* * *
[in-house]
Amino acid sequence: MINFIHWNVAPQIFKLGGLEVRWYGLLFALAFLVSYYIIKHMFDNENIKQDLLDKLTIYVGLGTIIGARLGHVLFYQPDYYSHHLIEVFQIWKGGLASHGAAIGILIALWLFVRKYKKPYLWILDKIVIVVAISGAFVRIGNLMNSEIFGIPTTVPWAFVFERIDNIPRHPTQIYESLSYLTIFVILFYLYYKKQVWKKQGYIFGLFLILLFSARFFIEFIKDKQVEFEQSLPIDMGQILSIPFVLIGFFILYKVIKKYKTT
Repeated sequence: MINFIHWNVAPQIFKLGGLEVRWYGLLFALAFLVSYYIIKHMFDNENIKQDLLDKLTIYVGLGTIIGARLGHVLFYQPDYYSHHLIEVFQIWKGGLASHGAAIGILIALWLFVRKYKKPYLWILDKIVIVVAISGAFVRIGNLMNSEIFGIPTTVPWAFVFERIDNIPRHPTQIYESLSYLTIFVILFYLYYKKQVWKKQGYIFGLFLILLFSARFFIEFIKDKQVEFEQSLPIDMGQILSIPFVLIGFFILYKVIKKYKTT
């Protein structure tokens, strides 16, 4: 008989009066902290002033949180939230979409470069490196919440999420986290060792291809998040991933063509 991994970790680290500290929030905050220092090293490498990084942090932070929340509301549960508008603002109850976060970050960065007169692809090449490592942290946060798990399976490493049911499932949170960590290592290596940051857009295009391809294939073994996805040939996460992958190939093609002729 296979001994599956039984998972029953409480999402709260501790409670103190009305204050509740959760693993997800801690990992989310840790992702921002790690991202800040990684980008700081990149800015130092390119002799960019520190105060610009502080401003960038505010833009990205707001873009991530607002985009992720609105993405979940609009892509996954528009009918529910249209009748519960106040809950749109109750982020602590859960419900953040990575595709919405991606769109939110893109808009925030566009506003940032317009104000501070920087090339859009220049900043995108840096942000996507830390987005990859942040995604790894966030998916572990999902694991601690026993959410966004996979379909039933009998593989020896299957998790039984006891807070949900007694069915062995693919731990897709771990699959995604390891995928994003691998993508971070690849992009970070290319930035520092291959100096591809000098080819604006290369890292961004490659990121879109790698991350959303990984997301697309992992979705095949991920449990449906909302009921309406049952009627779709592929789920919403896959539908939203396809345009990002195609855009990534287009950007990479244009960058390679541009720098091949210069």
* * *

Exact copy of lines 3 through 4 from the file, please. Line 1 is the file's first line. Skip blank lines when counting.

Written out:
Repeated sequence: MINFIHWNVAPQIFKLGGLEVRWYGLLFALAFLVSYYIIKHMFDNENIKQDLLDKLTIYVGLGTIIGARLGHVLFYQPDYYSHHLIEVFQIWKGGLASHGAAIGILIALWLFVRKYKKPYLWILDKIVIVVAISGAFVRIGNLMNSEIFGIPTTVPWAFVFERIDNIPRHPTQIYESLSYLTIFVILFYLYYKKQVWKKQGYIFGLFLILLFSARFFIEFIKDKQVEFEQSLPIDMGQILSIPFVLIGFFILYKVIKKYKTT
């Protein structure tokens, strides 16, 4: 008989009066902290002033949180939230979409470069490196919440999420986290060792291809998040991933063509 991994970790680290500290929030905050220092090293490498990084942090932070929340509301549960508008603002109850976060970050960065007169692809090449490592942290946060798990399976490493049911499932949170960590290592290596940051857009295009391809294939073994996805040939996460992958190939093609002729 296979001994599956039984998972029953409480999402709260501790409670103190009305204050509740959760693993997800801690990992989310840790992702921002790690991202800040990684980008700081990149800015130092390119002799960019520190105060610009502080401003960038505010833009990205707001873009991530607002985009992720609105993405979940609009892509996954528009009918529910249209009748519960106040809950749109109750982020602590859960419900953040990575595709919405991606769109939110893109808009925030566009506003940032317009104000501070920087090339859009220049900043995108840096942000996507830390987005990859942040995604790894966030998916572990999902694991601690026993959410966004996979379909039933009998593989020896299957998790039984006891807070949900007694069915062995693919731990897709771990699959995604390891995928994003691998993508971070690849992009970070290319930035520092291959100096591809000098080819604006290369890292961004490659990121879109790698991350959303990984997301697309992992979705095949991920449990449906909302009921309406049952009627779709592929789920919403896959539908939203396809345009990002195609855009990534287009950007990479244009960058390679541009720098091949210069």